We further evaluated the reliability of NLR and PLR as markers for the prediction of tumor recurrence during oncologic follow-up. We performed ROC analysis of both markers for predicting tumor recurrence (Figure 4). The area under the curve (AUC) was 0.819 for NLR and 0.787 for PLR, indicating that both markers had high accuracy to predict tumor recurrence.

The accuracy of predicting tumor recurrence in patients with TETs based on NLR and PLR values during oncologic follow-up.

Figure 4: The accuracy of predicting tumor recurrence in patients with TETs based on NLR and PLR values during oncologic follow-up. Receiver operating characteristic (ROC) curves for the use of NLR (A) and PLR (B) to predict tumor recurrence during oncologic follow-up showed area under the curve (AUC) values of 0.819 (p = 0.024) and 0.787 (p = 0.042), respectively. The dotted lines indicate the highest Youden Indices for NLR (Youden Index = 0.574; sensitivity = 0.800; specificity = 0.226; cut-off at 6.6) and PLR (Youden Index = 0.581; sensitivity = 1.000; specificity = 0.419; cut-off at 202.5). NLR, Neutrophil-to-Lymphocyte Ratio; PLR, Platelet-to-Lymphocyte Ratio.

Next, we calculated Youden Indices to define the optimal NLR and PLR cut-off values for predicting tumor recurrence. The highest Youden Indices (0.574 and 0.581, respectively) were found at cut-off values of 6.6 for NLR and 202.5 for PLR. Using a NLR value of 6.6 as a cut-off to predict tumor recurrence, we achieved a sensitivity of 80%, specificity of 77.4%, positive predictive value (PPV) of 36.4, and negative predictive value (NPV) of 96%. Using a PLR value of 202.5 as a cut-off, we achieved a sensitivity of 100%, specificity of 58.1%, PPV of 27.8%, and NPV of 100%.

Binary logistic regression analysis revealed that NLR was a significant factor for predicting tumor recurrence (p = 0.043; R2: 0.378), while PLR (p = 0.078; R2: 0.165) and Fibrinogen (p = 0.341; R2: 0.054) were not. Moreover, we did not find an additive effect regarding prediction of tumor recurrence when using combinations of NLR and PLR (NLR: p = 0.046; PLR: p = 0.847; R2: 0.379), NLR and Fibrinogen (NLR: p = 0.071; Fibrinogen: p = 0.913; R2: 0.369), or PLR and Fibrinogen (PLR: p = 0.165; Fibrinogen: p = 0.892; R2: 0.192).

Fibrinogen expression in TETs

Finally, we performed immunohistochemical staining for Fibrinogen in representative B2/B3 thymomas to evaluate whether malignant thymic epithelial cells expressed Fibrinogen. Fibrinogen expression was detected on endothelial cells and within thrombotic clots, but was absent from neoplastic epithelial cells and cells of the hematopoietic lineage (Figure 5).

Fibrinogen expression in B2/B3 thymoma.

Figure 5: Fibrinogen expression in B2/B3 thymoma. Staining of a B2/B3 thymoma (B3 part) with Hematoxylin-Eosin (A) and for Fibrinogen (B) and CD45 (C) expression. 100× magnification. Asterisks indicate neoplastic thymic epithelial cells. Arrows indicate cells of the hematopoietic lineage. Fibrinogen expression is absent from tumor cells and lymphocytes. Lymphocytes exhibit CD45 expression.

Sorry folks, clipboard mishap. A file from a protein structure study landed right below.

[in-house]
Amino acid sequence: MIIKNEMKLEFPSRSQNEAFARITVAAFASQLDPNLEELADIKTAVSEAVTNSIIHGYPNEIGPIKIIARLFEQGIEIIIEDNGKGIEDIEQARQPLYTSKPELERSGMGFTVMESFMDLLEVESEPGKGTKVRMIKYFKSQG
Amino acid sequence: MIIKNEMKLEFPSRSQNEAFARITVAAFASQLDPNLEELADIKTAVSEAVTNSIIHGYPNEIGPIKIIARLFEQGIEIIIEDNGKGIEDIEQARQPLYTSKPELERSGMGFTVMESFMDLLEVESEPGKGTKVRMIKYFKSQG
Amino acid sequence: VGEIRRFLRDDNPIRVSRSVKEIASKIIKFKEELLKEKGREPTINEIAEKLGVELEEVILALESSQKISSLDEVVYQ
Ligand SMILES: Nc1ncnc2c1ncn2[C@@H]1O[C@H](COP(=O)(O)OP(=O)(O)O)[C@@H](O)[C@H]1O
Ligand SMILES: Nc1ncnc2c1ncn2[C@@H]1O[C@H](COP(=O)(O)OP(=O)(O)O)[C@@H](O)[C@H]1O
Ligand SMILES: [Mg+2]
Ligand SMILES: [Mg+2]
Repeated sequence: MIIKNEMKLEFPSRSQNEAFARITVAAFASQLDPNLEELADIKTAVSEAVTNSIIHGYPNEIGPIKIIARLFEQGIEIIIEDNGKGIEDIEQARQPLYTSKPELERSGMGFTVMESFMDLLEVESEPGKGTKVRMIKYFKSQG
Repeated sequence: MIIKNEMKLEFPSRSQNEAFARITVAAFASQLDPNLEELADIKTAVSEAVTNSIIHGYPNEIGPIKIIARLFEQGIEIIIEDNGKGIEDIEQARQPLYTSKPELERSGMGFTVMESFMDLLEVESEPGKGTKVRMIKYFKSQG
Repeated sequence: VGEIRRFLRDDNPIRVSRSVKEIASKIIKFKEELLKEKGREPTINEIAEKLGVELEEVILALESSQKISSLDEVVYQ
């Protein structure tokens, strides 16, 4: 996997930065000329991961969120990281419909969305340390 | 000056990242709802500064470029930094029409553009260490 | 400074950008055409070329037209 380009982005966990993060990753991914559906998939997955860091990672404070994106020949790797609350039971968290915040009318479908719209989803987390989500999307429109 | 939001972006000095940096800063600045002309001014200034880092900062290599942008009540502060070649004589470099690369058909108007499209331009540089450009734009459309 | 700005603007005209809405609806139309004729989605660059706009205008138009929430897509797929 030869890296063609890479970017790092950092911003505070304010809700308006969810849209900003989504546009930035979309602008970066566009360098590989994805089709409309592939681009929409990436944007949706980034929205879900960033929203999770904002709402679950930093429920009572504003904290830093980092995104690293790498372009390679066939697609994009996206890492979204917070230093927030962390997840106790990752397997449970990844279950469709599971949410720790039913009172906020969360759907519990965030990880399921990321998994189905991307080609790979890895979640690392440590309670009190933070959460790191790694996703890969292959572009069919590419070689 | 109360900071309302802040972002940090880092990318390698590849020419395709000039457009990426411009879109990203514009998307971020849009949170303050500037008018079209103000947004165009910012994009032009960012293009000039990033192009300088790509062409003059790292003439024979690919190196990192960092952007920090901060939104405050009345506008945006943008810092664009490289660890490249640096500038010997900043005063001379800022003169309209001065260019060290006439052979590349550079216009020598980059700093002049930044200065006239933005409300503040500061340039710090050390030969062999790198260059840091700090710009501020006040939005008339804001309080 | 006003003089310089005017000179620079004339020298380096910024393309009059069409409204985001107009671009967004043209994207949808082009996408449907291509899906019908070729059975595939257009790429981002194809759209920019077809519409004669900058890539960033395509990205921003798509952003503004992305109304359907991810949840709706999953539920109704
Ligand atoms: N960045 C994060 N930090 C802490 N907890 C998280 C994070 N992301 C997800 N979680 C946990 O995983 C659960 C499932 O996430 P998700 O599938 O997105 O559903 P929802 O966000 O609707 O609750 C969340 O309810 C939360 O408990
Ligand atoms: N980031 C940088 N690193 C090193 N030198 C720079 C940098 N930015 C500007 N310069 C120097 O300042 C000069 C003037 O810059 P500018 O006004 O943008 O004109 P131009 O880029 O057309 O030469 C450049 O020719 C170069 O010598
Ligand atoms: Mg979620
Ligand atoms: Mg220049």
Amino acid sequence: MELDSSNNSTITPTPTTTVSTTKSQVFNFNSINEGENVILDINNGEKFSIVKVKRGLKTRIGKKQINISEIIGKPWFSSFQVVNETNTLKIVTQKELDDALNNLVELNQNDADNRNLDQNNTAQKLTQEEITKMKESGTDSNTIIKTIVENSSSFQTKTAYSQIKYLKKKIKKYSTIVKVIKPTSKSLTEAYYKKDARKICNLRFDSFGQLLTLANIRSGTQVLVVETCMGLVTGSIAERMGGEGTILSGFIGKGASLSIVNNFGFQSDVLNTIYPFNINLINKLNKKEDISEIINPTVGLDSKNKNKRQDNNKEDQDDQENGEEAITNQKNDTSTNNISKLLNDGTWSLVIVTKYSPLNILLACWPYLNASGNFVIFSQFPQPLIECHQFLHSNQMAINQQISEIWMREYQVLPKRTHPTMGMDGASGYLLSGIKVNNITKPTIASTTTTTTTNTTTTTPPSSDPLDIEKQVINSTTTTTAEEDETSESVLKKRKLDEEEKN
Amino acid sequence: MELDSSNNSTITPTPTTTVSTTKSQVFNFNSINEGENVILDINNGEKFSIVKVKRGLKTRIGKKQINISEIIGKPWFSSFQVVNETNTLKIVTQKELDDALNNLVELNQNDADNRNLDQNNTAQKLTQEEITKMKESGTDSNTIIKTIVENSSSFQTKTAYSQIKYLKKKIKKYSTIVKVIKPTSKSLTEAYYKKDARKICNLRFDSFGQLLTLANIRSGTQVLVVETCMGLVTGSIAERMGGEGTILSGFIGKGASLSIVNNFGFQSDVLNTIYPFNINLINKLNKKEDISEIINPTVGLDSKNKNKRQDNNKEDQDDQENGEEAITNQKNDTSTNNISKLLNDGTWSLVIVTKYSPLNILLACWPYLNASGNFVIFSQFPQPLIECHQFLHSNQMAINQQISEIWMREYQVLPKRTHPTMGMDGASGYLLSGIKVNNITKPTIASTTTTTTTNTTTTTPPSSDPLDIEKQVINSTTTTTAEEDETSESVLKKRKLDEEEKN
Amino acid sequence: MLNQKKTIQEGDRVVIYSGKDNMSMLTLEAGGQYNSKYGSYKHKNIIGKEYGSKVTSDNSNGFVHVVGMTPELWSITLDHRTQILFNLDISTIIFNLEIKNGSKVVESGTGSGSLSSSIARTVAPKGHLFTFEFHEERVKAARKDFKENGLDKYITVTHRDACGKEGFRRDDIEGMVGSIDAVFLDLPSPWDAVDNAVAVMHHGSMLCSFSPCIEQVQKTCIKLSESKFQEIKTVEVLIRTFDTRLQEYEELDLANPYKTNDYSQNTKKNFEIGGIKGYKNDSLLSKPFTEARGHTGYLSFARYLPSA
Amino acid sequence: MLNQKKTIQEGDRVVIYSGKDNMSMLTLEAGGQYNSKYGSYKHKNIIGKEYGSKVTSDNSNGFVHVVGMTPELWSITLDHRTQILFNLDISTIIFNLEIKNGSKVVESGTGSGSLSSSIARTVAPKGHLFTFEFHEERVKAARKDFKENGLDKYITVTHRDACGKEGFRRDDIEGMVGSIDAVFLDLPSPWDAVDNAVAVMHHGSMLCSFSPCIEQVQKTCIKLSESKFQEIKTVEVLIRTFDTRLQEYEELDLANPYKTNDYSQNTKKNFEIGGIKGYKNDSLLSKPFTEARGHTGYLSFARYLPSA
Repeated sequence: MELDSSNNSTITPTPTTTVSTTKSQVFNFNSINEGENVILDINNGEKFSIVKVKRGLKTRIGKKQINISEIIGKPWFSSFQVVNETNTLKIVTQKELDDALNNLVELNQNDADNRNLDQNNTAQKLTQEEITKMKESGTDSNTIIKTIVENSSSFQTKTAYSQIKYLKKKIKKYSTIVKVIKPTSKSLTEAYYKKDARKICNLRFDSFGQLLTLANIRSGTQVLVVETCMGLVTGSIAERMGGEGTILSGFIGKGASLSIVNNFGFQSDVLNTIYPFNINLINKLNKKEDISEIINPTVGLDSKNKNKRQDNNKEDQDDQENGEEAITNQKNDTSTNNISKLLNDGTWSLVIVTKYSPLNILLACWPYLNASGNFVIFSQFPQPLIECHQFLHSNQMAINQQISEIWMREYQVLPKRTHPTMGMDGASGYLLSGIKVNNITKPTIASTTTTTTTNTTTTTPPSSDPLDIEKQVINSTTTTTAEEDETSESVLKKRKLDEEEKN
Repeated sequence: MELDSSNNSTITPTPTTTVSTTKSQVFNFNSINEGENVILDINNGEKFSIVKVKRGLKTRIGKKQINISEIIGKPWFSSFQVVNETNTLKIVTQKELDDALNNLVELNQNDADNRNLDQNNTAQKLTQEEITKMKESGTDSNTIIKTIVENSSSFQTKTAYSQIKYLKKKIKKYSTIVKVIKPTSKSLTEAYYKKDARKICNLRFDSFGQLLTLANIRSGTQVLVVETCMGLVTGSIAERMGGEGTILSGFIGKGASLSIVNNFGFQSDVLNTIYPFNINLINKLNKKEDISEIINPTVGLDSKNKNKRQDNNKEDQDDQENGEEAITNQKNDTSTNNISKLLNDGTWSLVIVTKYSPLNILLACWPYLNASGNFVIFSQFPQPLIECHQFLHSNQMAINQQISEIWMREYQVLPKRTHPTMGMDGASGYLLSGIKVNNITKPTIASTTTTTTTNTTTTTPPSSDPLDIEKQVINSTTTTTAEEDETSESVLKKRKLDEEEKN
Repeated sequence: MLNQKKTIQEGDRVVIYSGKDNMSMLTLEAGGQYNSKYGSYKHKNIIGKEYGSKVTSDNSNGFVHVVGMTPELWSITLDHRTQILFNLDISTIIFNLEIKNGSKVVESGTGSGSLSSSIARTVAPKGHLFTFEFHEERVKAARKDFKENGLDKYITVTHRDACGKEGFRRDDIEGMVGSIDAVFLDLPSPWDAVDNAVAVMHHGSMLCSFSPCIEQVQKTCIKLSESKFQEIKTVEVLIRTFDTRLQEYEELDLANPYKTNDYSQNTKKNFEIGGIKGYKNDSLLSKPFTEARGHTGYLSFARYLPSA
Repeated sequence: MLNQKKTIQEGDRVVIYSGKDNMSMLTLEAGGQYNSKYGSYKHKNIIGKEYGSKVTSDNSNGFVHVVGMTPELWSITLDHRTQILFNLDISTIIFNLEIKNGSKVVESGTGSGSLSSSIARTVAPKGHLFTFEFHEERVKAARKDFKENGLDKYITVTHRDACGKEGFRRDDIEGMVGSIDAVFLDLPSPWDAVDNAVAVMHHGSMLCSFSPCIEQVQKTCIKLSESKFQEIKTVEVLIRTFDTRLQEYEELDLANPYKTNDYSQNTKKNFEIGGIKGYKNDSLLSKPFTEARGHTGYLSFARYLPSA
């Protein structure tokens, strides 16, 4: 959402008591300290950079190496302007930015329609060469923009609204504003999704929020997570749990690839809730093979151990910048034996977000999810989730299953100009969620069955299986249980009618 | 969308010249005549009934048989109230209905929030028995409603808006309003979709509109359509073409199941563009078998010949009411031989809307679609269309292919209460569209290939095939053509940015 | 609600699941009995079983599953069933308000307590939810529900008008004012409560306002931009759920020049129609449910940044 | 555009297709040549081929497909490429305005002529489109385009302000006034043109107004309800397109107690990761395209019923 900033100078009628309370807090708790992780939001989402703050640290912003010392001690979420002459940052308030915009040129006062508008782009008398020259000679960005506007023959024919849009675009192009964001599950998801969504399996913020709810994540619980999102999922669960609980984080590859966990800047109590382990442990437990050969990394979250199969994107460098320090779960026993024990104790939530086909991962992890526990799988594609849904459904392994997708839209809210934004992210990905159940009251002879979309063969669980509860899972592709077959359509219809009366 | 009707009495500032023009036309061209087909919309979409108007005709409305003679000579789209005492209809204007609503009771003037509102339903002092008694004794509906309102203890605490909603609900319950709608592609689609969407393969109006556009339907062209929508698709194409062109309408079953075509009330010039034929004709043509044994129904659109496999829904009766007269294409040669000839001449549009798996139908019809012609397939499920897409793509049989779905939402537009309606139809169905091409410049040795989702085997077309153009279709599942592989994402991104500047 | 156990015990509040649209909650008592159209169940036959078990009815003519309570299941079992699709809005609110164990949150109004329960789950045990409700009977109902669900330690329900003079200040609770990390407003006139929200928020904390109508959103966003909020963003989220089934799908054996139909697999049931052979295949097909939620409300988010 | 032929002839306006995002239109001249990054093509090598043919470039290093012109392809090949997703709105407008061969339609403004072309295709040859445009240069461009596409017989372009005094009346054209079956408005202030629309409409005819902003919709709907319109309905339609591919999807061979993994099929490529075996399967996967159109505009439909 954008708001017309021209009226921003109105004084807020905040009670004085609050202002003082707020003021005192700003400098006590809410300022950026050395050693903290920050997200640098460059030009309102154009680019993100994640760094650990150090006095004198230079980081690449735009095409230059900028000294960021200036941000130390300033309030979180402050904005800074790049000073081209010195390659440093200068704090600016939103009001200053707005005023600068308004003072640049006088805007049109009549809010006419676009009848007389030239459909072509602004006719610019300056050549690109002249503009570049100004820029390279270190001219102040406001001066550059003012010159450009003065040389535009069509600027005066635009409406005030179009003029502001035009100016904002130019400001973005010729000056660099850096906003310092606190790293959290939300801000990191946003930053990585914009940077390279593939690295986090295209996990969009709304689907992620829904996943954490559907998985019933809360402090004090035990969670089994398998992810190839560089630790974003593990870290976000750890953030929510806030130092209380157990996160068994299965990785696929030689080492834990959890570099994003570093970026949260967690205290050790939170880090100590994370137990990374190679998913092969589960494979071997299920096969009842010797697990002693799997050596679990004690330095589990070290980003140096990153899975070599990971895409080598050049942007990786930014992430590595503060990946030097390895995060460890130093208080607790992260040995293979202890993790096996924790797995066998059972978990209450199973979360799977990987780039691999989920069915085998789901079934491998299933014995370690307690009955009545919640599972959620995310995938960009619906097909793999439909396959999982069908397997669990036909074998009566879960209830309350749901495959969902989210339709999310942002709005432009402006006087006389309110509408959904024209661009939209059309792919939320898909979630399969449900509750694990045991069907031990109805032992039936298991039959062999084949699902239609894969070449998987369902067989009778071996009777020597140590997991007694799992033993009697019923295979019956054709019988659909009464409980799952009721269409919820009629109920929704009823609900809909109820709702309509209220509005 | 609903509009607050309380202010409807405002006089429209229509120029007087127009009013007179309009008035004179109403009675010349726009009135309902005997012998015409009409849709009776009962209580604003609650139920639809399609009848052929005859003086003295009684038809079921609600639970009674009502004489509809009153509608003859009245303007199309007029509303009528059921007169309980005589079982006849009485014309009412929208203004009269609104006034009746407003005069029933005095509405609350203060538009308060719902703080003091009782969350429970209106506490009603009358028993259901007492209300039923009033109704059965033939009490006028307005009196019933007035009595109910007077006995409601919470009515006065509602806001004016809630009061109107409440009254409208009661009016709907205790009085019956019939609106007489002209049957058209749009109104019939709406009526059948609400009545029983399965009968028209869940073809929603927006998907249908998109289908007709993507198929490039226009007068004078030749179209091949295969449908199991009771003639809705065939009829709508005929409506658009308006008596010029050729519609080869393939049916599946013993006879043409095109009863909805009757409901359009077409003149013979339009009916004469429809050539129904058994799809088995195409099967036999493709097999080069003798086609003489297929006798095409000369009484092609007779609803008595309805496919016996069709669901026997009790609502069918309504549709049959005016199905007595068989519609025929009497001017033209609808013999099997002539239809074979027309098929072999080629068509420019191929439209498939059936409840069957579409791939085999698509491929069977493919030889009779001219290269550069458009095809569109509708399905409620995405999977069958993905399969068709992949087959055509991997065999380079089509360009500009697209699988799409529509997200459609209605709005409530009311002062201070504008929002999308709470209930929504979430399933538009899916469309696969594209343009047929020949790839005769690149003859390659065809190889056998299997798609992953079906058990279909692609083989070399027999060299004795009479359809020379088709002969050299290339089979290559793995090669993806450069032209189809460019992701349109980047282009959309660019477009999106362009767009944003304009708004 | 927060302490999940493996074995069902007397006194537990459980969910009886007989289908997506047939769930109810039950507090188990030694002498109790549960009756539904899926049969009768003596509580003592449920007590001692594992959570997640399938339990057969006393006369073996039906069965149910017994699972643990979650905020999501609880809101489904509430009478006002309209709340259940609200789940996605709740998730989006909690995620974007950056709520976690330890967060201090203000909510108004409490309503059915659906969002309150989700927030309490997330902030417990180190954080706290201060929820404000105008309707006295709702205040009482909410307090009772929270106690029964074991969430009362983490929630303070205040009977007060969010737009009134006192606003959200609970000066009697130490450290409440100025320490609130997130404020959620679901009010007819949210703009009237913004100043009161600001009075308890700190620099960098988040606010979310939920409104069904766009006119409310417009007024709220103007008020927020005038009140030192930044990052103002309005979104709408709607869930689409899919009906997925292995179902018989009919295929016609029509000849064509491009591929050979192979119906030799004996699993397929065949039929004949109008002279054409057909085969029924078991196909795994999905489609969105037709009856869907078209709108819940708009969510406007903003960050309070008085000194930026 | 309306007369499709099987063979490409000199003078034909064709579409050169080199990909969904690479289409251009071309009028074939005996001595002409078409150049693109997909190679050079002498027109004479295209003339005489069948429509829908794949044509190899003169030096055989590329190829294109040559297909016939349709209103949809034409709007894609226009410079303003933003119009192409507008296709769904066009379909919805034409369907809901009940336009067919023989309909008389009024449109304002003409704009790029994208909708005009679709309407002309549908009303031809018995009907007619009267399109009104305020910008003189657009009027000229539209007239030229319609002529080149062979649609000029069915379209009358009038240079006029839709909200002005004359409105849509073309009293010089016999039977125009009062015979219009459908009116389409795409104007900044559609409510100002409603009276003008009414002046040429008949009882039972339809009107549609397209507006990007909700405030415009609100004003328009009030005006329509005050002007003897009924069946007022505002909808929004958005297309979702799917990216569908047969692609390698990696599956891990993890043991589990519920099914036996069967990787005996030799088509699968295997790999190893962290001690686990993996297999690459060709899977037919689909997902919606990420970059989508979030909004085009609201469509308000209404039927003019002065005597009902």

DISCUSSION

Chronic inflammation plays a pivotal role in carcinogenesis, and accumulating evidence indicates that systemic biomarkers that are upregulated in response to cancer-related inflammation (including CRP, Fibrinogen, NLR, and PLR) potentially have diagnostic and prognostic power in various malignancies. Here we investigated the possible prognostic and diagnostic impact of Fibrinogen, NLR, and PLR in patients with TETs.

The clinical and demographic characteristics of our study population, including female-to-male ratio, age, and percentages of TCs and MG, were comparable to those in previous publications [9, 11, 2729]. Within our cohort, high pretreatment Fibrinogen serum concentrations were associated with advanced tumor stage, and worse FFR and CSS. Notably, pretreatment Fibrinogen serum concentrations gradually increased from stage I to stage IV TETs, underlining the strong association between Fibrinogen and tumor invasiveness. With regards to WHO classification, Fibrinogen serum levels were highest in TCs, and lowest in AB thymomas and MNT. TCs are characterized by more aggressive tumor behavior, higher recurrence rates, and worse outcome, while AB thymomas and MNT are associated with a more indolent course and favorable outcome [8, 9, 30]. Similar associations between elevated pretreatment Fibrinogen serum levels and advanced disease stage and worse outcome have been reported in various other malignancies, including nasopharyngeal carcinoma, malignant pleura mesothelioma, ovarian cancer, endometrial cancer, and lymphomas [3135].